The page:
The graduation of key prospects like Drake Batherson, Josh Norris, Logan Brown, Alex Formenton and Erik Brannstrom from Belleville would spur some interest, but while these players are all very good prospects, none of these players will move the needle as much as whom the Senators draft with their two top-five picks.

Player Development Overseas

Although some of the prospects at the top of this year’s draft class may not be permitted to play in the NHL this season, that has not stopped NHL organizations from looking overseas to help player development for already drafted NHL prospects.

Thanks to the possibility of a stalled or cancelled 2020-21 AHL season, a few teams are reportedly considering loaning a few of their young players to European clubs to ensure that these prospects will not miss any extended development time.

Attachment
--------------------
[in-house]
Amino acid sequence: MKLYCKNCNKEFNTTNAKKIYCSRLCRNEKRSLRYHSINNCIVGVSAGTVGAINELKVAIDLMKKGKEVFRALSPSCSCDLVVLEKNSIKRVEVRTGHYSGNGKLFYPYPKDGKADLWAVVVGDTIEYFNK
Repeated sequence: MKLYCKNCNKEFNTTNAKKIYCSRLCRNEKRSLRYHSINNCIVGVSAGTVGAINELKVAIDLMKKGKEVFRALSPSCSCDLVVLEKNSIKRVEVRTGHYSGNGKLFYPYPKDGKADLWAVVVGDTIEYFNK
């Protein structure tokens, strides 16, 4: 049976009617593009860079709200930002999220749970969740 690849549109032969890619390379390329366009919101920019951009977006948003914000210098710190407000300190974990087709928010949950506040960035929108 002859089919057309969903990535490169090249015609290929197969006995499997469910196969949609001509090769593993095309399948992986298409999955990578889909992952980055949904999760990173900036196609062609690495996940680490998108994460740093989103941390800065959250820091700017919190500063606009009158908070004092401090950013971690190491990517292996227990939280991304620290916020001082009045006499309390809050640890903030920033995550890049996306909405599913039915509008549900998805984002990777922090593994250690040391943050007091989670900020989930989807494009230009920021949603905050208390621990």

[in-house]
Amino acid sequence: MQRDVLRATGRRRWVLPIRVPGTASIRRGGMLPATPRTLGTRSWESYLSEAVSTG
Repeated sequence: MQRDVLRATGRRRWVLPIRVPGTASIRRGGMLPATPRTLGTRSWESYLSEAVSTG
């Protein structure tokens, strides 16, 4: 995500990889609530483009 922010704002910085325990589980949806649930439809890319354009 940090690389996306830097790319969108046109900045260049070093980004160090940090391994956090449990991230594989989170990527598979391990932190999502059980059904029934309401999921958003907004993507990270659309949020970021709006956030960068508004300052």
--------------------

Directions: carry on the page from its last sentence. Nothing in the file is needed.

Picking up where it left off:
Asnar Khan reports that the Detroit Red Wings are negotiating “terms of a loan agreement that would enable Filip Zadina and Joe Veleno to play in the Czech Republic for HC Ocelari Trinec.”

I mentioned earlier a number of the prospects who will likely graduate from Belleville and play in Ottawa in 2020-21, so it will be interesting to see how the Senators proceed.

A full 82-game NHL schedule is on the slate for next season, so maybe the Senators will prefer to keep their players in North America to ensure that they remain healthy and are not overworked as the team enters 2021.

Senators Will Not Package Picks Three and Five

According to the Bruce Garrioch Postmedia article that I referenced earlier in this piece, the Senators will not be packaging their third and fifth overall selections in an attempt to move up in the draft.

Since the New York Rangers won phase two of the NHL’s Draft Lottery, rumours have persisted that the Senators may be interested in packaging their picks to make a splash.